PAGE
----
yrnry ninety horso pow-
cacnCs er machine of
1010."
Inquiry soon showed that a ma
chine of this description had been
stolen from M. Norman, of Boulogne,
two weeks before the crime.
M. Bertlllon then pointed out that
the car bad been carefully renum
bered and tho machine stored in a
garage, for otherwise the complaint
of Its owner would have led to its
discovery.
On the day following the affair in
tue Itue Ordener M. Norman's auto
was found abandoned in a lonely
streGt at Dieppe, ono hundred and
afty miles from Paris.
Tho startling discovery was then
made that the leader of the auto
bandits was the same person as the
head of the gang who plundered the
Orient Express In September of last
year. This fast train was slonped
in tho heart of France at night and
robbed of thousands of dollars In
bags of gold that were being carried
to India. Tho Identity of this ban
dit was proved by the finger prints
he had left while renumbering the
stolen auto and others he had made
at the time of robbing tho express.
After carrying off their plunder
from the train this band stopped
at Chatelet-en-Brle, and executed
ono of their number, an Italian
named Platano, a traitor to their
plans, by cutting his throat. The
man who performed this execution
wiped his hands of blood on the
dead man's shirt. The executlouor
and tho leader of tho nuto bandits
in tho Rue Ordener were one antl
tho same person. After the execu
tion they stopped an auto nnd mur
dered tho chauffeur at Chatolet-en-Bric.
MWtA At 10:30
ZWJ 'iUlMltai n the forest
2Sf r5lft If ll 1IE the cashier, '
.fkL W Hi S-mfr assistant cashier
MMIfr BSpf - l
I if f -ikzjL b a n k at
WmX- Chanti!Iy. seize
-O. Djl - the cash, fusil-
Jh 5 e rescuers and
- The interesting fact was also ob-"
served by the police that tho auto
bandits were teetotallers. Probably
that was why they were so proficient
in their work. Common criminals
have always been drinkers of alco
hol. Alcoholic drinkers aro forced
to stop frequently to take more
drink, alcoholic If they can find It,
but drink of some sort. They have
to stop frequently to attend to their
physical needs, and are Incapable oi
continuous, unswerving e::ertion.
Now, in all jthe searches the police
mado they found no traces of men
with a fresh supply of money in the
common drinking resorts of crimi
nals, no breaking open of saloons
such as always follows a successful
coup by common burglars, no aban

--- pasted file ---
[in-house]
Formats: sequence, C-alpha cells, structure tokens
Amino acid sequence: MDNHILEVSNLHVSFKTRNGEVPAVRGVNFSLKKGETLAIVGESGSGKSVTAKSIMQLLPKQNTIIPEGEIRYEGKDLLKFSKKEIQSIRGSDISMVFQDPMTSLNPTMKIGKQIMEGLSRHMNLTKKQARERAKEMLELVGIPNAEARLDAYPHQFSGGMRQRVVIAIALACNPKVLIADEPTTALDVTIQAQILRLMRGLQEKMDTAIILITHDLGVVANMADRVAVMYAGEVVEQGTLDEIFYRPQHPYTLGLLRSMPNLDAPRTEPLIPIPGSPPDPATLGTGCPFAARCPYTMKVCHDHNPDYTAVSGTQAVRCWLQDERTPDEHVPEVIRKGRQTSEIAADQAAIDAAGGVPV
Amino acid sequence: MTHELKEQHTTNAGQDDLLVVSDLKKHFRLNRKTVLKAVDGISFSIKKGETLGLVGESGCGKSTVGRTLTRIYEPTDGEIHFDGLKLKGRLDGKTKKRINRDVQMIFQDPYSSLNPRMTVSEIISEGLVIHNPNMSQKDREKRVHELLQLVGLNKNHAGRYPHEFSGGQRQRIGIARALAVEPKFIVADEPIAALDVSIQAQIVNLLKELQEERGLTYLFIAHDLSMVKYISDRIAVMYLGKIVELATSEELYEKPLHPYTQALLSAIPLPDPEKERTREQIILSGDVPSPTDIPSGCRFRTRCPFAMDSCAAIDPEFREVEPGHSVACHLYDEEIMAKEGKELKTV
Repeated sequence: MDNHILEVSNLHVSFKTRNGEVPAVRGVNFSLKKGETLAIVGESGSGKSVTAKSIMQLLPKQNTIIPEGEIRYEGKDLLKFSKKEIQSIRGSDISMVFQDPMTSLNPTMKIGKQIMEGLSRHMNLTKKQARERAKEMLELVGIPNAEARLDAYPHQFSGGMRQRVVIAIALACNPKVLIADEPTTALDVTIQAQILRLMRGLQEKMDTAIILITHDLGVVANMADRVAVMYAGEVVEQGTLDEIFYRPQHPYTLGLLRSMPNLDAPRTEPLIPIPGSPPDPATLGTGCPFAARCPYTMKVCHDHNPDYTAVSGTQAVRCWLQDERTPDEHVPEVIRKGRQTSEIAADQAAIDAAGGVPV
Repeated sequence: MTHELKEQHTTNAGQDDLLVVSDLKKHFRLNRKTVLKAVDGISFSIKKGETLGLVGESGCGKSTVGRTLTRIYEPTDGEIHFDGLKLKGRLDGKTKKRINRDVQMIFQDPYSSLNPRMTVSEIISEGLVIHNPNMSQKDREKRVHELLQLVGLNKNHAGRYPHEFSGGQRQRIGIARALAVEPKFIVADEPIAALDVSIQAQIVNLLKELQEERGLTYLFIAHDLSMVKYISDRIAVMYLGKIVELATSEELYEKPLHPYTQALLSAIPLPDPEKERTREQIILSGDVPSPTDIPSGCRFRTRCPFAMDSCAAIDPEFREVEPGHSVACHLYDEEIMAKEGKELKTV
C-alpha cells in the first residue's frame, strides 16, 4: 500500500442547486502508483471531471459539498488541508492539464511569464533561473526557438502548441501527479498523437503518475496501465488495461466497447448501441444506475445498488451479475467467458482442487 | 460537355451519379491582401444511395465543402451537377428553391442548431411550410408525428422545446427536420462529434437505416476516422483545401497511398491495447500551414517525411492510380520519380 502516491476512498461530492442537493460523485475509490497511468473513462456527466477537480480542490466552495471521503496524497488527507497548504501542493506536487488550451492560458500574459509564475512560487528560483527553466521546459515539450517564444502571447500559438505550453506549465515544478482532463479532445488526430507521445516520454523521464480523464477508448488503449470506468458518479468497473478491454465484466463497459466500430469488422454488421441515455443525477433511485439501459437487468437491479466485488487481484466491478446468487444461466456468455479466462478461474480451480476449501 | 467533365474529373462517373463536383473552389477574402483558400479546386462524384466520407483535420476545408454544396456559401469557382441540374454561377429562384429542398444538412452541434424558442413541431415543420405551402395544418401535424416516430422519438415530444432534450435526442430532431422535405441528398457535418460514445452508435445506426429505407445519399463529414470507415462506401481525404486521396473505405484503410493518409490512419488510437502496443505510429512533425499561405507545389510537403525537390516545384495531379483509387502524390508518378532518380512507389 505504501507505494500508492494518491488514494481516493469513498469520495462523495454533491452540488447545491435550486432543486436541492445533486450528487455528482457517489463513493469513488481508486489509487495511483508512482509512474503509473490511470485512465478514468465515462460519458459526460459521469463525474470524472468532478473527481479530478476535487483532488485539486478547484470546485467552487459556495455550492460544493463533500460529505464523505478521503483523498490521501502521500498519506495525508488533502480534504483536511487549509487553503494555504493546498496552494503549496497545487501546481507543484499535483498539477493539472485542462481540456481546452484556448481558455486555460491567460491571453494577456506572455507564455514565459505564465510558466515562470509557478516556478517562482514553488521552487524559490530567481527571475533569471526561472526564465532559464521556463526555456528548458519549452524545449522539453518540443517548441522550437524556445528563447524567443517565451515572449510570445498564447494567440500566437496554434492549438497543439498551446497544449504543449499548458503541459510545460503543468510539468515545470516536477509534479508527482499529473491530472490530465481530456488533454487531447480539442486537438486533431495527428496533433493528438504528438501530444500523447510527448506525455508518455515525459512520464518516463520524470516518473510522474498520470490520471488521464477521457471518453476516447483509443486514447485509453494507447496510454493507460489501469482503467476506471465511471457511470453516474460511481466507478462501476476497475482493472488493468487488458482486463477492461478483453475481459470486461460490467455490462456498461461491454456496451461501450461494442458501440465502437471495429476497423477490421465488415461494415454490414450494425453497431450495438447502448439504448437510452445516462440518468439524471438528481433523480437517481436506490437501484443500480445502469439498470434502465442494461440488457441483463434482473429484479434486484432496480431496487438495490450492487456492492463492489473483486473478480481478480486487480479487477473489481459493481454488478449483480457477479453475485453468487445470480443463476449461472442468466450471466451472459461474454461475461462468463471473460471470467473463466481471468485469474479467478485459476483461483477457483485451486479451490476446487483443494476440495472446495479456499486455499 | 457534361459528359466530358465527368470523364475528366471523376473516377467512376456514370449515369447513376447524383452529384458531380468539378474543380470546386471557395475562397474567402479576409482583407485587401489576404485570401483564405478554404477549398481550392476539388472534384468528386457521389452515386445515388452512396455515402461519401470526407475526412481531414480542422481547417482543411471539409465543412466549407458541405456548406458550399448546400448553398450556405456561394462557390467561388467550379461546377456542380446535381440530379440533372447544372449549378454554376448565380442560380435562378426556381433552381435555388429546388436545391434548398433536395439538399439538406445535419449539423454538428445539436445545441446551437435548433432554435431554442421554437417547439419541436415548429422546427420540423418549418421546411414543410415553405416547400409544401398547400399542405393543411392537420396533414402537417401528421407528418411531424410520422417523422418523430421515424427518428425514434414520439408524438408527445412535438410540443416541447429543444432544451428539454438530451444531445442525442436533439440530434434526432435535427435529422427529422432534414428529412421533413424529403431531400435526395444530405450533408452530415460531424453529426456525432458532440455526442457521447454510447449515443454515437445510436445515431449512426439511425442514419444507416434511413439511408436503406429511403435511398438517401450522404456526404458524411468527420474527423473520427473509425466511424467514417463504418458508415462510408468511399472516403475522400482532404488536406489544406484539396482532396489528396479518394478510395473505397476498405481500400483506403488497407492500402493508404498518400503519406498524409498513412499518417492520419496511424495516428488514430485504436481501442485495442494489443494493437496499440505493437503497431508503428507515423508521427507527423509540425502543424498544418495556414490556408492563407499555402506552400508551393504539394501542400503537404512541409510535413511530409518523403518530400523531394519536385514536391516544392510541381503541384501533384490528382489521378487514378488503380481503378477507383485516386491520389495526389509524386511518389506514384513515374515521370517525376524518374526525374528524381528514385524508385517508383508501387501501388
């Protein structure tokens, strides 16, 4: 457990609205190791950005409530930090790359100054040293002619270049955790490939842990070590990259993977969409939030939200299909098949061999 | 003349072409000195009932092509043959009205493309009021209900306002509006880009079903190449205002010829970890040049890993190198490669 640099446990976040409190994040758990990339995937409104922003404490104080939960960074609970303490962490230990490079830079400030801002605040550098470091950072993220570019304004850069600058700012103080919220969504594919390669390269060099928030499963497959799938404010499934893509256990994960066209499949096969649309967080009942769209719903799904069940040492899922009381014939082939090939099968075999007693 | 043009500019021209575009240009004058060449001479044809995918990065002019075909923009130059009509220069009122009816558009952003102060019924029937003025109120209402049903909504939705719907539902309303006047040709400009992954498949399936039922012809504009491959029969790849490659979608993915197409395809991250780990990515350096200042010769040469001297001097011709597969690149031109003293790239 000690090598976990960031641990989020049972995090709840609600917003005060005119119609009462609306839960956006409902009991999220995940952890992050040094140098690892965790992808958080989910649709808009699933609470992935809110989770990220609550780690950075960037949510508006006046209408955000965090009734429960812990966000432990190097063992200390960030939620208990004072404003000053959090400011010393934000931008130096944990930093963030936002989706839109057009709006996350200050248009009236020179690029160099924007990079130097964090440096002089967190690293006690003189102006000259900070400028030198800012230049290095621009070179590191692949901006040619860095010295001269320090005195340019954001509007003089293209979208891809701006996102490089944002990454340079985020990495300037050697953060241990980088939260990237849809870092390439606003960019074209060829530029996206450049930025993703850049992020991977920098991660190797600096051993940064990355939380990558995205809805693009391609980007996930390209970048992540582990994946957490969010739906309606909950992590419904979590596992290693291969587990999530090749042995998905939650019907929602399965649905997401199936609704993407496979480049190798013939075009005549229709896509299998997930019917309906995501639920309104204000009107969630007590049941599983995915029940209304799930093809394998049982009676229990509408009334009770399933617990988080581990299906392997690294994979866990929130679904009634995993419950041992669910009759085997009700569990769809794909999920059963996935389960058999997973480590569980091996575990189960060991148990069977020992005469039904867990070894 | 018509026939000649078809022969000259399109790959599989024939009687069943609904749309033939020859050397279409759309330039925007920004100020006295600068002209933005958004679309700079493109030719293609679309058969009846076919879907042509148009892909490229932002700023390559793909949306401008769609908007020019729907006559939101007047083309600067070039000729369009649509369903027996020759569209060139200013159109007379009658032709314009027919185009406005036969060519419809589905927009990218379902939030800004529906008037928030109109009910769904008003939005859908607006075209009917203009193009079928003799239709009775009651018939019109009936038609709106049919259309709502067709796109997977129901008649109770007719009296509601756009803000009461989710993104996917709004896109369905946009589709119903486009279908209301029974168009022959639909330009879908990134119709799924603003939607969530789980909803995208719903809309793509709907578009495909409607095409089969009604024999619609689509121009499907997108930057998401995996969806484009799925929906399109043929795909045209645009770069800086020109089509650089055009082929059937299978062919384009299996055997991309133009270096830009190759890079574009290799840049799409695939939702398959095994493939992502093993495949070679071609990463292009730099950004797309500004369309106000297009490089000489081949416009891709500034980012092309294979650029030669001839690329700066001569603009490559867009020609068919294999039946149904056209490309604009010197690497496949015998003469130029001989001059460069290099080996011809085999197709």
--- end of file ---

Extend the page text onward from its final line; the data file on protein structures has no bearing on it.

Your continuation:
doned bottles along the road. These
men were teetotallers and able, to
refresh themselves by frequent stops
at roadside fountains and horse
troughs.
The bandits had a habit of con
stantly stealing fresh automobiles
and abandoning the old ones. They
had a profound knowledge of all
kinds of machines.
Tho machine abandoned near
Dieppe shov.ed by its speedometer
that it had been running for the trip
at tho rate of 40 vl miles per hour,
the third speed of this machine.
Now, this rato of speed proved that
the car had loft Paris just three
hours and three-quarters before It
was abandoned. This wa3 exactly
half an hour after the robbery, just
tlmo to get out of Paris.
Tho pollco hero did a clever plec3
of detective vork. Thoy estimated
that the criminals had stoleu a fresh
machine about half an hour, after
tho robbery and Eent, perhaps, ono
accomplice to Dieppe to get rid of
the old machine.
They mado Inquiries, and soon
found that a 70horaepower Lcvas
setir car had been stolen at the time
specified from tho garage of M.
Buisson at Saint Mande. a quiet,
aristocratic suburb of Paris, border
ing on the Park of Vincenncs.
Tho pollco found the tracks of
this machine running In the direc
tion of Alals. Thoy wired to Alain,
and tho police thoro waited in am
bush. But the bandits were too clever,
guessed the police plans, turned
nround, came back by a different
road and passed tho octroi gato of
Paris at G o'clock, always going full
speed. At C:05 they overturned a
vegetable dealer's cart In the Ruo
do RIvoll nnd their machino was In
jured, a fact shown by a streak ot
gasoline along the road.
At 6:30 they stopped In the Place
du Havre to mend a leak In the gas-
I
olino tank. A policeman named Gar-
nier, not suspecting they were the vefiB
great bandits, put his foot on the jjjaajt
step to warn them against breaking
tho speed law. They left him dead T?
with three bullets in him. Mg
As they flew away, many terrified TB&fj
pedestrians were able to distinguish WKL
three men in the car. with a tremen
dously thickset giant at the wheel,
his face concealed by automobile HSw
goggles. (-jK
Did justice hold the bandits at hiOi
last? Not yet IBli
Once more they vanished in a
cloud of dust, and orders were wired s w
to tho pollco and gendarmerie (the g m
national military police force) in Kjff
every direction to watch for a flea-
ing or an abandoned auto. Iki
Soon a report came of an auto Si
abandoned In a back street of St. W&
Ouen, a suburb of Paris. m H
. It was the auto of M. Buisson, 38 S; w
St Mande. It had been set on lire ! m
and all its combustible parts de 4j; mj
stroyed, but this time the speedome- js
ter showed a distance of 215 miles JX j?
covered In ono trip On the back of m
the carriage wero tho marks of two fj
:evo!ver bulled. S
This showed that the bandits hafl II jf
travelled far out of Paris, hnd been PM$
concerned In another crlmo (for no fSjKji
bullets had struck thc machino be- fwH
fore), and had been compelled to P
return to Paris for some reason.
At this point word came from
Pontofse, another suburb, five miles UiWi
from SL Ouen. that at 5 o'clock that M 'M
morniug, beforo daybreak, some men ? jjn
had been surprised in tho offico of n? 81
M. Tintnut, a leading lawyer of tha 63
town, engaged In breaking open his i!f
safe. M. Tintant had discovered vSifSl
them and Hred at them from hi3 frmX
window as thoy wero getting into 1mm
an auto. A journeyman baker named iiflll
Coquerol, who was up at that early Wm
hour on account or his trade at- ii!
tempted to hold them and was shot
At this point the bandits dlsap-
peared completely, it was not until r'is
after they attacked and bombardf-d f J ijj
the Socicto Generalo at Chantilly, f-aH
an episode described earlier la this Pag B
article, that any of them were ar- taJM!
Among tho other crimen attributed : I
to them besides those already in- :jf H
tioned are: Jfai wj
Bank mossengor named Gouy Pall b
let robbed of $30,000 in Paris Jan- Jj
uary 31, 1912. jgfl m
Freight station robbed, two men WB D
murdered, at Les Aubrais, near Or- ffiBffl
leans. January 31. fg3aB
Battle with burglars, in which one tffflnllfl
policeman was killed and ono bur uS
glar commlttod suicldo, Anserrlllfc .
January 3 . '